Aššurnasirpal II's Expedition to the Lebanon

Tyre (Phoenician רצ, ṣūr, "rock"; Greek Τúρος; Latin Tyrus): port in Phoenicia and one of the main cities in the eastern Mediterranean.


King Aššurnasirpal II (r.883-859) managed to increase Assyrian power in the western countries. The expedition to the Lebanon and Amanus mountains is mentioned on annals that were written on the pavement slabs of the temple of Ninurta in Nimrud. The Tyrian king who offered tribute may have been Ithobaal I.

Many items are highly topical, like the cleaning of the weapons in the Mediterranean Sea, the sheep-offering, and the tribute. Still, the general gist is reliable: Aššurnasirpal had campaigned further to the west than was customary and had brought back the cedar wood the prove it.

This text, known as ANET3 276, was translated by Leo Oppenheim.

Aššurnasirpal II's Expedition to the Lebanon

[1] At that time, I seized the entire extent of the Lebanon Mountain and reached the Great Sea of the Amurru country. I cleaned my weapons in the deep sea and performed sheep-offering to the gods.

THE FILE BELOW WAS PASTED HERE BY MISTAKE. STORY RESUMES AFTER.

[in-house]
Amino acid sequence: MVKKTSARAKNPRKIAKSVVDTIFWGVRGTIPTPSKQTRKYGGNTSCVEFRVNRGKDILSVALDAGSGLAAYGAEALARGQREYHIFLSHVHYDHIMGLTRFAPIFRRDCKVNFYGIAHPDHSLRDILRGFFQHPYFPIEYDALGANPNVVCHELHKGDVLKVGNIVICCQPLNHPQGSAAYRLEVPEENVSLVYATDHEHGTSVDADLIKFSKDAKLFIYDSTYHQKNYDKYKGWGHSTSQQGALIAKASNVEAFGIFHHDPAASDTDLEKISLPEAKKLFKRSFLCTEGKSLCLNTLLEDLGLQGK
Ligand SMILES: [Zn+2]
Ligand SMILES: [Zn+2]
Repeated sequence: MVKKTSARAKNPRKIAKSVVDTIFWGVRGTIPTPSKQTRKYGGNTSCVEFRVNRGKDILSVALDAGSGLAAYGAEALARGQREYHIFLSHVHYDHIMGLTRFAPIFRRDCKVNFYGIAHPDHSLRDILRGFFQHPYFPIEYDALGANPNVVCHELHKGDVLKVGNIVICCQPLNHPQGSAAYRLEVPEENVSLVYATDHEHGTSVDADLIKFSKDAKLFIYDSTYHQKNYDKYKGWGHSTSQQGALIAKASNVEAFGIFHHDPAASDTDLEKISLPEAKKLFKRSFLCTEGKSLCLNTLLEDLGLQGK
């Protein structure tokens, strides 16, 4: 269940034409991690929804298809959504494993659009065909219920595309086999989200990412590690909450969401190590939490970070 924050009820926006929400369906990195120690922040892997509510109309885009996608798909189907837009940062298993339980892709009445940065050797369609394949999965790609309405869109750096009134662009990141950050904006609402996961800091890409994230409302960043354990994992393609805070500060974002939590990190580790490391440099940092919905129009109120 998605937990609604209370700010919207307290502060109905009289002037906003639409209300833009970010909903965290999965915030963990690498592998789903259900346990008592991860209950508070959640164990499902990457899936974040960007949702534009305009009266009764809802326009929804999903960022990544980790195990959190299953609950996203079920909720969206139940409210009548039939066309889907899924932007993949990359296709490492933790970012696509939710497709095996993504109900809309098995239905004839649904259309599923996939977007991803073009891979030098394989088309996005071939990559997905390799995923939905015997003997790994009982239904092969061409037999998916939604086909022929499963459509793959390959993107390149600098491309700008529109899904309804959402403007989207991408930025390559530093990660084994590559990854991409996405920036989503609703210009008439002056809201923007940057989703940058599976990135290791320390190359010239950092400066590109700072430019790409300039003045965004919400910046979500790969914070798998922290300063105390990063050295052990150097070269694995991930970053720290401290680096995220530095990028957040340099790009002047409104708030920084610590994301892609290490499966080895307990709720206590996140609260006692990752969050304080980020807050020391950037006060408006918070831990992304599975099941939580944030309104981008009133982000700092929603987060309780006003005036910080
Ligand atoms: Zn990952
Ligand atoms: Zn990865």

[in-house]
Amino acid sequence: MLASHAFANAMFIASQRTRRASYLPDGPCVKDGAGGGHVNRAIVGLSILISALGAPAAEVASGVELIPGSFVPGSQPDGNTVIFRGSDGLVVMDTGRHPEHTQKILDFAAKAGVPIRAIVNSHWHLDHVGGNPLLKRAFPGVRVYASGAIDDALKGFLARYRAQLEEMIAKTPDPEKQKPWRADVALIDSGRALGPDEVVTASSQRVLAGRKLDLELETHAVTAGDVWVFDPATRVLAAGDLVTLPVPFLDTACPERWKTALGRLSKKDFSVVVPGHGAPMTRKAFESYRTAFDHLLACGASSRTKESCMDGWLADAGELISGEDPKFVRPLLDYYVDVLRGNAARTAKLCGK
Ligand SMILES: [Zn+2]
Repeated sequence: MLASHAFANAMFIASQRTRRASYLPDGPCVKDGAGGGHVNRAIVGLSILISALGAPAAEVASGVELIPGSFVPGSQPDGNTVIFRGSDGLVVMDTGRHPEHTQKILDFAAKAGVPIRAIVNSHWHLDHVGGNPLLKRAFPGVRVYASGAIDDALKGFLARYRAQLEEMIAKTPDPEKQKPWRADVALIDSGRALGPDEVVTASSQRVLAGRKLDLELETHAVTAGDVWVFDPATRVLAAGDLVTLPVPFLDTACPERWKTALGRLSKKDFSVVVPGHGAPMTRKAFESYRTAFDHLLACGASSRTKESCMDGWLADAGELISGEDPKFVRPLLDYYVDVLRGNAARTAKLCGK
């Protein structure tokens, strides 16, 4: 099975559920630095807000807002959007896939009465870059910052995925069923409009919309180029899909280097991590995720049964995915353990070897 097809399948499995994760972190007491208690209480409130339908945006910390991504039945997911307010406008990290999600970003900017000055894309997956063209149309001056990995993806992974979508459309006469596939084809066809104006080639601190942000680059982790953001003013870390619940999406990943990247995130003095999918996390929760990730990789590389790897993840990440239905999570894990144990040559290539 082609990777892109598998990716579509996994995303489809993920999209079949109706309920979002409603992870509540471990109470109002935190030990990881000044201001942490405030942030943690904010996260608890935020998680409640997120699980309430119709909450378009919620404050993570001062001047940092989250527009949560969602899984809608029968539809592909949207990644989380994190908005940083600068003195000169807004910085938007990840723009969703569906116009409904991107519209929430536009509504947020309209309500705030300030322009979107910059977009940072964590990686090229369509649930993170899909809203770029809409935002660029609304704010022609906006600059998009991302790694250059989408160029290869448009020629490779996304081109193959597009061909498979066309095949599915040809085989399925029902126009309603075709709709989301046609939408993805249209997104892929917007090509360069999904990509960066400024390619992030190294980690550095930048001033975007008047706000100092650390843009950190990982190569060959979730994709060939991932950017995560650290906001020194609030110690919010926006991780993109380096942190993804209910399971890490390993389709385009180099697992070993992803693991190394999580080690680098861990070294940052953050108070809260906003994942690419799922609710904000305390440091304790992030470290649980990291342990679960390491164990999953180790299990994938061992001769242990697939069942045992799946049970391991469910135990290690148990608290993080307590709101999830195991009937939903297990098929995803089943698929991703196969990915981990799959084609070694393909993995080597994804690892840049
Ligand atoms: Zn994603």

[2] The tribute of the seacoast - from the inhabitants of Tyre, Sidon, Byblos, Mahallata, Maiza, Kaiza, Amurru and Arvad (which is in the sea), gold, silver, tin, copper, copper containers, linen garments with multicolored trimmings, large and small monkeys, ebony, boxwood, ivory from walrus tusk - a product of the sea - their tribute I received and they embraced my feet.

[3] I ascended the mountains of the Amanus and cut down logs of cedars, stone pines, cypresses, and pines, performed sheep-offerings to my gods. I had made a sculptured stela commemorating my heroic achievements and erected it there.

[4] The cedar beams from the Amanus mountain I sent to the temple of Esarra for the building of a iasmaku-sanctuary as a building for festivals serving the temples of Sin and Šamaš, the light-giving gods.note